each of whom is already an accomplished musician — will be pushed to the
limit, mentally and physically.
Master flutist Tracy Harris, who herself has studied with
legends and is teaching the class, describes a typical day: “Morning warm-up
begins with tone studies, scales, arpeggios, singing, and vibrato exercises.
Then we move on to master class where one by one over the four days each
student will have at least three opportunities to perform solo. After
lunch, there's ensemble playing with piano and harp, sight-reading technique,
stage-presence practice, and then more individual performances. We go
until 8:30 p.m., then do it again the next day.”
Interestingly, the Yamaha Corporation, one of the world's
best known producers of musical instruments, is contributing prizes to
the top three students in this Master Class. Yamaha's participation is
largely because of Tracy Harris. Worldwide, there are only a couple of
handfuls of Yamaha Performing Artists on the flute and she is one of them.
This is a real accomplishment and puts her in elite company as one of
the best flutists on the planet.
But this Master Class isn't one of those closed, private
sessions for musicians only. All classes are open to the public for a
nominal fee throughout the four days. What's more, there is a Finale Concert
on Thursday, Aug. 4, at 8 p.m., featuring Tracy Harris's Wyndfall Trio,
the three Yamaha prize-winners performing their solos, and a flute choir
presentation from the entire Master Class. Tickets are $12 for adults,
$10 for seniors, $8 for children under 12.
For more information, log on to: www.TracyHarrisFlute.com.
Bill Haxton of Three Rivers contributed this article.
There's a new plant in the Kaweah River canyon… and it is
The noxious and invasive yellow star thistle (YST) has been
discovered spreading in the heart of Three Rivers. Since its introduction
to California in contaminated alfalfa seed in about 1850, it has grown
to blanket about 15 million acres.
Control of this spiny invader in our canyon is possible with
early detection, aggressive treatment, and continued vigilance.
A single YST plant can produce over 100,000 seeds, and an
infested area can have 100 million seeds per acre. If not removed, a dozen
plants can rapidly expand to millions of plants on thousands of acres
and displace native species.
Land heavily infested with YST becomes unusable for livestock
grazing, wildlife, and recreation. YST causes a potentially fatal nervous
disorder in horses called “chewing disease.”
A native of Eurasia, YST seeds are dispersed by wind only
a few feet, but long-distance leaps occur when seeds stick to animals
or humans (or their stuff) for some very long rides (like to California
If you've been in yellow star thistle-contaminated country,
watch out for hitchhikers on the way home.
As the annual grassland dries, YST bolts and produces vibrant
yellow flowers as it will into the summer.
In Three Rivers, most plants have been found in the triangle
formed by Highway 198, South Fork Road, and Old Three Rivers Road. It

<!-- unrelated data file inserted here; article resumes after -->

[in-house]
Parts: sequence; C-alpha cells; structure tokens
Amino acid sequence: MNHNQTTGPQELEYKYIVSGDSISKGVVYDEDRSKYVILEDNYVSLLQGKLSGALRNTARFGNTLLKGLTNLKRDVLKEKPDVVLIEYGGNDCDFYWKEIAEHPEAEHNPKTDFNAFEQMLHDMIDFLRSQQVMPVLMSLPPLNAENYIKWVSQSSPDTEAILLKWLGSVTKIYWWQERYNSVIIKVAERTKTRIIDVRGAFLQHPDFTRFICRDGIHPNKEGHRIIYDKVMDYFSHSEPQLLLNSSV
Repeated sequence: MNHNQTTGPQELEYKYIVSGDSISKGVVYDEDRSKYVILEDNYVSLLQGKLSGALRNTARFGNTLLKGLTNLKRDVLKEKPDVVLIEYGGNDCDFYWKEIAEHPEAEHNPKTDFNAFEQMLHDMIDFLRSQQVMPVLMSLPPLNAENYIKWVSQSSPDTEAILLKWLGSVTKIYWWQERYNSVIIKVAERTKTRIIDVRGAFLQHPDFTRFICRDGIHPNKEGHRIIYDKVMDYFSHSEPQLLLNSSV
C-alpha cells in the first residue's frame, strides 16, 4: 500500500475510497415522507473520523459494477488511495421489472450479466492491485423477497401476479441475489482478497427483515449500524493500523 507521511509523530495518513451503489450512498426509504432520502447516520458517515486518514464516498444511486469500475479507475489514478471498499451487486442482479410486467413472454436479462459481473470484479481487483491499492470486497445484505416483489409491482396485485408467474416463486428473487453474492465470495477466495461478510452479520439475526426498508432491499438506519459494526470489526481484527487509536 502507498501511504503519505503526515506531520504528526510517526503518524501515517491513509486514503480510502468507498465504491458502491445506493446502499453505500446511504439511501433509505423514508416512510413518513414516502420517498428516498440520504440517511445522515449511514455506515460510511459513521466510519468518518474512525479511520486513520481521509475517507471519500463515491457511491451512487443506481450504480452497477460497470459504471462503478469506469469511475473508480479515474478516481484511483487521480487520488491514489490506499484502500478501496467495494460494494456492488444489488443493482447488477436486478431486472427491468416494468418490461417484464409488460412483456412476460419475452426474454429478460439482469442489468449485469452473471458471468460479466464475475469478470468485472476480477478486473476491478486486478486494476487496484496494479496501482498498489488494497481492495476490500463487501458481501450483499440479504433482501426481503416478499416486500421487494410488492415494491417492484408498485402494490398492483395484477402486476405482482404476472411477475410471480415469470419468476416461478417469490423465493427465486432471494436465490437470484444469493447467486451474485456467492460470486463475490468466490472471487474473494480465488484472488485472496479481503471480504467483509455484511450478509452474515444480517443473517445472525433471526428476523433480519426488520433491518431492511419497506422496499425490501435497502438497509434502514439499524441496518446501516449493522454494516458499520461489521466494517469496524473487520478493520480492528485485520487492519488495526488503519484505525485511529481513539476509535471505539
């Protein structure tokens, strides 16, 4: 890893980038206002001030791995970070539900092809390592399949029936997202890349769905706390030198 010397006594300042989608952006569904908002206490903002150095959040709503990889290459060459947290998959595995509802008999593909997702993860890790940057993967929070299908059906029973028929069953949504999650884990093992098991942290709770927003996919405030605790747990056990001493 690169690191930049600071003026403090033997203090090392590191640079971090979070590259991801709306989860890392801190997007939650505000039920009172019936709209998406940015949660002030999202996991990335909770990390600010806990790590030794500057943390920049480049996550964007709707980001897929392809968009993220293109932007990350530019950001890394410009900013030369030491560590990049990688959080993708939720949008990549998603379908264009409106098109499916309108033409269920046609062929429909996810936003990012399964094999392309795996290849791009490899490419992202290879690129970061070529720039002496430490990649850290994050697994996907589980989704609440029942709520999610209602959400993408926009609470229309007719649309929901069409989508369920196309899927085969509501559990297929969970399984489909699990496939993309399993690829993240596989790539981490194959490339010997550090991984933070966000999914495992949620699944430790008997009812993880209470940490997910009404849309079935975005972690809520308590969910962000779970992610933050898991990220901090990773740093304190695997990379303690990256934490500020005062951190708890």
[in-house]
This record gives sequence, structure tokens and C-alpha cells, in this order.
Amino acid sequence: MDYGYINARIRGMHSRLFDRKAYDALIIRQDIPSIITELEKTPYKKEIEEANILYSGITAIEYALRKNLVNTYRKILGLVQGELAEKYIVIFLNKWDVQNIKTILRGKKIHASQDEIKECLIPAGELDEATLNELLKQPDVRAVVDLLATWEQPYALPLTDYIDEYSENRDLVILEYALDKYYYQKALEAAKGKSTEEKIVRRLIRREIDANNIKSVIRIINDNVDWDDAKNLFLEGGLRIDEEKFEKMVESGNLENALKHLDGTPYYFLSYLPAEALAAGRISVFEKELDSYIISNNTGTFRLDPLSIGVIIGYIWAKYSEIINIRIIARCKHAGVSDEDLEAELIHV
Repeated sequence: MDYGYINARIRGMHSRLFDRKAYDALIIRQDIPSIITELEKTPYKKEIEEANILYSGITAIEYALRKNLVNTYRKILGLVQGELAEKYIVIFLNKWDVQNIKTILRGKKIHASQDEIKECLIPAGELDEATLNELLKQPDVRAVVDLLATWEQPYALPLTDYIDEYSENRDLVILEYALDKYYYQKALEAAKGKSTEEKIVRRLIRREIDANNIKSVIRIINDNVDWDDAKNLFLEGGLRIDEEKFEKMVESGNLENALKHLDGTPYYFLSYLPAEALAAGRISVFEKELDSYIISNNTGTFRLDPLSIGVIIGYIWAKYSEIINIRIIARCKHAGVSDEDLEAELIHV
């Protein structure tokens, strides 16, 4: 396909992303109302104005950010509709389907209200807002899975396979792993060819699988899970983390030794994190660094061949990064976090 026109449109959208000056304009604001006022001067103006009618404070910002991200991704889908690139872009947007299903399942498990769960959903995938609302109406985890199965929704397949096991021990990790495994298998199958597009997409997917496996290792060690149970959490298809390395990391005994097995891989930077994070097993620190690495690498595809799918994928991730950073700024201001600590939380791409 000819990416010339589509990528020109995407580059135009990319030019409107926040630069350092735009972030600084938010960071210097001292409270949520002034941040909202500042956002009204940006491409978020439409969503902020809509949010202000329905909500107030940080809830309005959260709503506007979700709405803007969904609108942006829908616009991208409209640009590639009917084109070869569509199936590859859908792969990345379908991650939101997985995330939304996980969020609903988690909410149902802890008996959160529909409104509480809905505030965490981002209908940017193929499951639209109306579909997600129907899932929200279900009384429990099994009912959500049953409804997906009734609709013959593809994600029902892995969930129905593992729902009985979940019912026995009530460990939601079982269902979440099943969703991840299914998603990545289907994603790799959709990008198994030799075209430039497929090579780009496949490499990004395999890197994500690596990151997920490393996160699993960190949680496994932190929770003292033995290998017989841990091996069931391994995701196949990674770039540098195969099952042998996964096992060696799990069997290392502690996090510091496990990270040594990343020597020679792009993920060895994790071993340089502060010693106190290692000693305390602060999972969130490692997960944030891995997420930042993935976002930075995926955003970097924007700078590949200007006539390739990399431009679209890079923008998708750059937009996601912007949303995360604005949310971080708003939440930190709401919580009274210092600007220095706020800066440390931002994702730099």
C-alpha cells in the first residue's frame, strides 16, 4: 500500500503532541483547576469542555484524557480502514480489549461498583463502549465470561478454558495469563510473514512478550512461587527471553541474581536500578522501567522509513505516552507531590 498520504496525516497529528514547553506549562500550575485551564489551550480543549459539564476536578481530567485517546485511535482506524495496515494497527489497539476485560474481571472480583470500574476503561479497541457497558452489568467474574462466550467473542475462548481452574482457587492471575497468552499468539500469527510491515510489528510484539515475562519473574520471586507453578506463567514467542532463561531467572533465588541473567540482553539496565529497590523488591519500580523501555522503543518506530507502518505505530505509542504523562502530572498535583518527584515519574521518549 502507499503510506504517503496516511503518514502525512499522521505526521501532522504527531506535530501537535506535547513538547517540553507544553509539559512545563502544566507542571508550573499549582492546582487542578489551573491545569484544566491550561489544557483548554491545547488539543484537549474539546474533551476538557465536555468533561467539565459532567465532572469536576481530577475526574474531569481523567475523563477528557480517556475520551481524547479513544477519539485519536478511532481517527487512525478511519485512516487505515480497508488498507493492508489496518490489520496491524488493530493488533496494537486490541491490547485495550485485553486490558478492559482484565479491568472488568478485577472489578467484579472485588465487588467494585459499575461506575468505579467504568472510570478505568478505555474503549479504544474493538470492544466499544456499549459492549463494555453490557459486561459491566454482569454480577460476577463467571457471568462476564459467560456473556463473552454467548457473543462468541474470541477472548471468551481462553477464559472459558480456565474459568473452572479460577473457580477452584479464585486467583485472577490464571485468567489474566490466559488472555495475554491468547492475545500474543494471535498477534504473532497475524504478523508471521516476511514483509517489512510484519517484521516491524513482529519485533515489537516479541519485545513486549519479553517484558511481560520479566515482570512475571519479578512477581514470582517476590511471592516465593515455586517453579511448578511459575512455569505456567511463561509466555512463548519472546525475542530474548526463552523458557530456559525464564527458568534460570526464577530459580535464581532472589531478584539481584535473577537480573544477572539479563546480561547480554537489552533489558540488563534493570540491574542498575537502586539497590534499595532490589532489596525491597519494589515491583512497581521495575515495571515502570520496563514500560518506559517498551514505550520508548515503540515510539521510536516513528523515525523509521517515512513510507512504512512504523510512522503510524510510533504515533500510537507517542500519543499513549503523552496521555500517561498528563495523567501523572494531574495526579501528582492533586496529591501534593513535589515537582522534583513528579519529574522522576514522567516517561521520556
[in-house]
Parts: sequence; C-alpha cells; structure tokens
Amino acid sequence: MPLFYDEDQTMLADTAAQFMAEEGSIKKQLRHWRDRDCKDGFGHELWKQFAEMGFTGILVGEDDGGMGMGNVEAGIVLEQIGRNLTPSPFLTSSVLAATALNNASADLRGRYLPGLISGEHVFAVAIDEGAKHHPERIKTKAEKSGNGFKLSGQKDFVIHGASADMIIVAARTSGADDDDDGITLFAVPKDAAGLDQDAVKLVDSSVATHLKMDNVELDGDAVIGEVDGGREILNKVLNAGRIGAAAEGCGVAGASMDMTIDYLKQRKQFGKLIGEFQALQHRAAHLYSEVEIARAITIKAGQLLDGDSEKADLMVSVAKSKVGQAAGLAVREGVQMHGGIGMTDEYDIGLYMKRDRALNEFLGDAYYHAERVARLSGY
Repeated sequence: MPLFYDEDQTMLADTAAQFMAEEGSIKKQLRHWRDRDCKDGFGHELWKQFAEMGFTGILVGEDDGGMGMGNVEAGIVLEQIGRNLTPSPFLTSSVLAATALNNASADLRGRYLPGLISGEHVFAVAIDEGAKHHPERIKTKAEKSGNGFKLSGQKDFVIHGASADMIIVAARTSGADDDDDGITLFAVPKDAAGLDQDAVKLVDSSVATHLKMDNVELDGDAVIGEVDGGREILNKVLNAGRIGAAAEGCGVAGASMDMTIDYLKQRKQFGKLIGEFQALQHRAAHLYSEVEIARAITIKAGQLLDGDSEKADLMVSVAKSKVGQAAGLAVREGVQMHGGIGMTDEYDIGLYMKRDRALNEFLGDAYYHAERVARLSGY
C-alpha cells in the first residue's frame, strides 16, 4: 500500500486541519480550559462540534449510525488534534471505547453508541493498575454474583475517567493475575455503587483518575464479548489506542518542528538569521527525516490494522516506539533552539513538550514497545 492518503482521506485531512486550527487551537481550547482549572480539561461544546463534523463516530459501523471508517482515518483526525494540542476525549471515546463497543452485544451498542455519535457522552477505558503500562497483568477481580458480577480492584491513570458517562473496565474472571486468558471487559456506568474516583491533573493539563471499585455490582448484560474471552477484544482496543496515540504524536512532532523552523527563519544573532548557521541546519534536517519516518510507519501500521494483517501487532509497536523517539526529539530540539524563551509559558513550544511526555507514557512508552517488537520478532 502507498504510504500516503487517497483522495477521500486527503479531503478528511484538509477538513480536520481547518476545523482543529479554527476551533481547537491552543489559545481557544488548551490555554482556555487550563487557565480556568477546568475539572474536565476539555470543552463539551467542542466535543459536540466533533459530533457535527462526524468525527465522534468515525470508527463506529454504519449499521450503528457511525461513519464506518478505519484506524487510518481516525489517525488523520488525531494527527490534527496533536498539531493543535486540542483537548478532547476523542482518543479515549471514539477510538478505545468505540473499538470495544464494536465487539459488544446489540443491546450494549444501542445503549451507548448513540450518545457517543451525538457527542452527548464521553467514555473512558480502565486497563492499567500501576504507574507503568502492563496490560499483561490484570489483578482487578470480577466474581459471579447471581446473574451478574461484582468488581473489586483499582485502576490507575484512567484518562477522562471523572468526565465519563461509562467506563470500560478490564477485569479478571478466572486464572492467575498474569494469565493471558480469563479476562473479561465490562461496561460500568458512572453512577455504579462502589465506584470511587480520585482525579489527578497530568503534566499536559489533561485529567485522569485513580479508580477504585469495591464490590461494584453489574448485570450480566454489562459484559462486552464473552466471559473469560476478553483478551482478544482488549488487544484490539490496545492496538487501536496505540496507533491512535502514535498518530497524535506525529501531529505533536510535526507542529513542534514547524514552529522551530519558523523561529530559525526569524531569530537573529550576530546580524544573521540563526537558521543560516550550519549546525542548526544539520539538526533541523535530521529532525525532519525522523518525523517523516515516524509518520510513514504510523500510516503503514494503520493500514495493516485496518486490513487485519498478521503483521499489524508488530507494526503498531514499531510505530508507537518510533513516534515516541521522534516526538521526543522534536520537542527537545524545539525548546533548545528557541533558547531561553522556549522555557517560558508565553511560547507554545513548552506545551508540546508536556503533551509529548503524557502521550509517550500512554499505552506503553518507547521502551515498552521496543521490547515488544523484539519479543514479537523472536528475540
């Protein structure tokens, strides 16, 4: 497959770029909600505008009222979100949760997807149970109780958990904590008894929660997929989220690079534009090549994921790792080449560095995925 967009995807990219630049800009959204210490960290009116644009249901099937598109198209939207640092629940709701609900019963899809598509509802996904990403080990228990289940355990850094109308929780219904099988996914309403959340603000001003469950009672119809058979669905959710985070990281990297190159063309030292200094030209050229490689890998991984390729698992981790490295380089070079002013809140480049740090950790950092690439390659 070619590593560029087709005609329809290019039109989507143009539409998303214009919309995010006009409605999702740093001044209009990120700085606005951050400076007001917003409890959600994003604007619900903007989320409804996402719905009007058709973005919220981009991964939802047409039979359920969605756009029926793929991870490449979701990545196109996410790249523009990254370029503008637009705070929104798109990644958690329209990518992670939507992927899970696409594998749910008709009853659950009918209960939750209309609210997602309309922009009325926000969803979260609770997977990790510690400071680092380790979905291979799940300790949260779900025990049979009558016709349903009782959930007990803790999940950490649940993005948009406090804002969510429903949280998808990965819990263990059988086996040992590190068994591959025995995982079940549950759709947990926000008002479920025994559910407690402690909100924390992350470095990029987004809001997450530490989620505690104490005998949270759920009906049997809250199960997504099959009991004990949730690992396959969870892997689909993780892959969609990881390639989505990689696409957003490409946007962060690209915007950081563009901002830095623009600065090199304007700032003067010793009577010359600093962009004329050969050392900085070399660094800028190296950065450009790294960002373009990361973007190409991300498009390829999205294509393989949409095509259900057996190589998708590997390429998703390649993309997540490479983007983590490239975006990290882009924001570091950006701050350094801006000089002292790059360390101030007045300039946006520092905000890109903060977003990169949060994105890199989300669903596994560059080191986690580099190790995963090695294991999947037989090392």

also occurs on lower Quail Run Drive (in South Fork Estates) and along
Highway 198 near Skyline Drive.
YST (Centaurea solstitialis) is similar in appearance to
its close relative, tocalote (Centaurea melitensis), which is already
a common weed locally. However, YST is gray-green, with winged stems as
opposed to smooth, green stems.
YST has spines on the flower heads that are at least a half-inch
long, straw-colored, and stout, but tocalote spines are shorter, purplish,
Aggressive treatments that reduce seed production can control
an infestation in a few years. Cutting, weed-whacking, and pulling can
be effective if done before flowering occurs and if plants are cut at
the base below any leaves.
Herbicides such as Transline (early in the growing season)
or Roundup (later in the season; after bolting but before flowering) are
More information on YST management can be found at:
Most YST plants in Three Rivers are already setting seed,
so it is getting too late to spray or cut this year.
However, this is a crucial time to locate all of the occurrences
of the plant in the canyon. This will allow for early treatment next year,
when conditions are optimal for spraying or cutting.
If you see YST in Three Rivers or would like additional information,
call Joe Williams or Elizabeth Palmer at the USDA Natural Resources Conservation
Service, 734-8732, extension 3.
Athena Demetry, Melanie Baer-Keeley, Sylvia Haultain, and Scott
Martens of the National Park Service; Joe Williams of the Natural Resources
Conservation Service; and through his website, Joe DiTomaso all contributed
to this article in an effort to educate the community about the yellow
star thistle invasion in Three Rivers. They are currently working together
to provide additional information on controlling YST and other noxious
NOTICE OF DEATH
Holly Vasquez-Westmoreland died at her Three Rivers home
on Tuesday, July 19, 2005. She was 77.
Visitation will be at Evans-Miller Exeter Chapel on Sunday,
July 24, from 3 to 5 p.m. A service will be held at Evans-Miller Exeter
Chapel on Monday, July 25, at 10 a.m.